inadequately trained, not appropriately monitored by army officials, not given clear guidance, and not subject to clear lines of authority.
—Jonathan Idema and two other Americans were recently convicted by an Afghan courtfor operating a private jail and torturing prisoners in Afghanistan. The facts are murky,but apparently they were trying to capture al Qaeda fugitives—either at the behest of theU.S. government (their claim) or as bounty hunters who sought rewards offered by theU.S. army.
—Executive Outcomes, a South African mercenary organization, was hired by thegovernment of Sierra Leone to crush an insurgency, which it did. The American securitycompanies, Triple Canopy and Blackwater USA, provided security for the CoalitionProvisional Authority in Iraq. The U.S. military also hired DynCorp to provide securityfor Afghan President Hamid Karzai, and the British company Global Risk Strategies toprotect Jay Garner in Iraq.
Many people worry that mercenaries like ExecutiveOutcomes, which used napalm against rebels in Sierra Leone, can commit war crimeswithout being held liable because they are not states.—Aid workers hired by NGOs operating on behalf of the United Nations engaged insexual exploitation of women and children in refugee camps in West Africa.
—In 1990, Mexican nationals hired by the U.S. Drug Enforcement Agency kidnappedHumberto Alvarez-Machain, a doctor whom the DEA believed had assisted in thetorture-murder of an American agent, and brought him to the United States for trial.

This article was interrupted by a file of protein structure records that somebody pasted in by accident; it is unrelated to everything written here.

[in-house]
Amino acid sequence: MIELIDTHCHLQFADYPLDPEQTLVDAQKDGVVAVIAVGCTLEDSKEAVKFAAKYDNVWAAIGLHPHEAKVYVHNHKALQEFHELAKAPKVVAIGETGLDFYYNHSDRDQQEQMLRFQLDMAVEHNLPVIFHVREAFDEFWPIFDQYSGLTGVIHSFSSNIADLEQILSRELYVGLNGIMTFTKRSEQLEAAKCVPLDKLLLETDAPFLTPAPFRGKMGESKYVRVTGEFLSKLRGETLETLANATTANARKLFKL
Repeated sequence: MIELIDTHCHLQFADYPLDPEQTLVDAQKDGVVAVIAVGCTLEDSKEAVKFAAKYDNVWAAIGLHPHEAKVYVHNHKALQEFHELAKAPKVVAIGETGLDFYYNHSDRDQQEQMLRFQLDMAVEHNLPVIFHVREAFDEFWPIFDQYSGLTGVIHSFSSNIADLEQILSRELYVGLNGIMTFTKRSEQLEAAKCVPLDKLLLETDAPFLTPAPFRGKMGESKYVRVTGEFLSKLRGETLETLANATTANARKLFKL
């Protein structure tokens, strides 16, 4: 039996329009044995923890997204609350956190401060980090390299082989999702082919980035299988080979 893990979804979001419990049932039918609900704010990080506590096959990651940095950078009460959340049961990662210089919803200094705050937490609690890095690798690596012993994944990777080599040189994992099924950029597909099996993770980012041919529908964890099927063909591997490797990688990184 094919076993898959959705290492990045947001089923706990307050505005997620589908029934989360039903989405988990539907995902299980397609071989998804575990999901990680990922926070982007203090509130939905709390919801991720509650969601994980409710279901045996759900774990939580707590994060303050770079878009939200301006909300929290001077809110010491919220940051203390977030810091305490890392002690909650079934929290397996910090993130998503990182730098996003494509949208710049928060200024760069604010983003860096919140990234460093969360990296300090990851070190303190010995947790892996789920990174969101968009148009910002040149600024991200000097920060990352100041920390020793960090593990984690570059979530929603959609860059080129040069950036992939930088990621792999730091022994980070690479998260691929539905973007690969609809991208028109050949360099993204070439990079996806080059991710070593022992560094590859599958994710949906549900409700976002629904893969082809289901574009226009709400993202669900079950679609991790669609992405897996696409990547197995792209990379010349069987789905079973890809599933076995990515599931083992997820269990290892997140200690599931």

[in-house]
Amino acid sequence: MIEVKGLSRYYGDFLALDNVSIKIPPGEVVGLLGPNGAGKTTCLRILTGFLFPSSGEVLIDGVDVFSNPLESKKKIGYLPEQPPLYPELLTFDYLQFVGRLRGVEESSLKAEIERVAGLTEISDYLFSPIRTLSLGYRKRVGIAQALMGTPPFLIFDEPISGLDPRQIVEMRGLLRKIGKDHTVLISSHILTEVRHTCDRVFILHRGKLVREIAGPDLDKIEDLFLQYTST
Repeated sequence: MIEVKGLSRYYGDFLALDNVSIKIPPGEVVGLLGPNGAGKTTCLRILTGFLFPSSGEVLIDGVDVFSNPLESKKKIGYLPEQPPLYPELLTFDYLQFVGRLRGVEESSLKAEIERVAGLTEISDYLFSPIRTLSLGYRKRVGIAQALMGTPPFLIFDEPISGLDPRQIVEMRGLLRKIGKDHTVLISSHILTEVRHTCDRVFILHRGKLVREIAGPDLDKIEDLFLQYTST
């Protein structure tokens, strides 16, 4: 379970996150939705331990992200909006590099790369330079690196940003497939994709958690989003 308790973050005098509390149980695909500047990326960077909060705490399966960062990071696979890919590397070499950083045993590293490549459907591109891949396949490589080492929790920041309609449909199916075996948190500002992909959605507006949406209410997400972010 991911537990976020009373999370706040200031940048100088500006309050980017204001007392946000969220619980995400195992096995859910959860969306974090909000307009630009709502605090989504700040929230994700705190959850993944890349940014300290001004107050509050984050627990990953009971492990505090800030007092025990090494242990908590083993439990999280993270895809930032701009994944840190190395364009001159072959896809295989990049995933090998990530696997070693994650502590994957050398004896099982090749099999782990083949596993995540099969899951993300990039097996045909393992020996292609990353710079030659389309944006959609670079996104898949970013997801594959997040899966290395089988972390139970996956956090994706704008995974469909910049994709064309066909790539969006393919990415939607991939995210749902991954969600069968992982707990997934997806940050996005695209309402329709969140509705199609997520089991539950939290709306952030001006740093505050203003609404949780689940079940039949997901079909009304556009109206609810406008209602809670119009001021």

Each of these cases raise delicate questions about state responsibility.
Although itis clear that states are responsible for international law violations committed by stateofficials, it is not clear what happens when states contract out traditional state functionsto private firms or organizations, which then engage in actions that would be consideredviolations of international law if the people involved had been state officials. Someauthorities argue that the actions of private citizens cannot implicate state responsibility
2AR 15-6 Investigation of the Abu Ghraib Detention Facility and 205th Military Intelligence Brigade,MG George R. Fay 47–52 [hereinafter Fay Report], available athttp://news.findlaw.com/hdocs/docs/dod/fay82504rpt.pdf.3See Carlotta Gall, Mercenaries in Afghan Case Get 8 to 10 Years in Prison, N.Y. Times, Sept. 16, 2004,at A12.4See Daniel Berger, The Other Army, N.Y. Times, Aug. 14, 2005, § 6 (Magazine), at 29.5Laura A. Dickinson, Government for Hire: Privatizing Foreign Affairs and the Problem of Accountability under International Law, 47 Wm. & Mary L. Rev. 135, 157-58 (2005).6See Gregory Townsend, State Responsibility for Acts of de Facto Agents, 14 Ariz. J. Int’l & Comp. L.635, 672-73 (1977).7For other examples and discussions, see Dickinson, supra; Townsend, supra; Juan Carlos Zarate, TheEmergence of a New Dog of War: Private International Security Companies, International Law, and theNew World Disorder, 34 Stan. J. Int’l L. 75 (1998).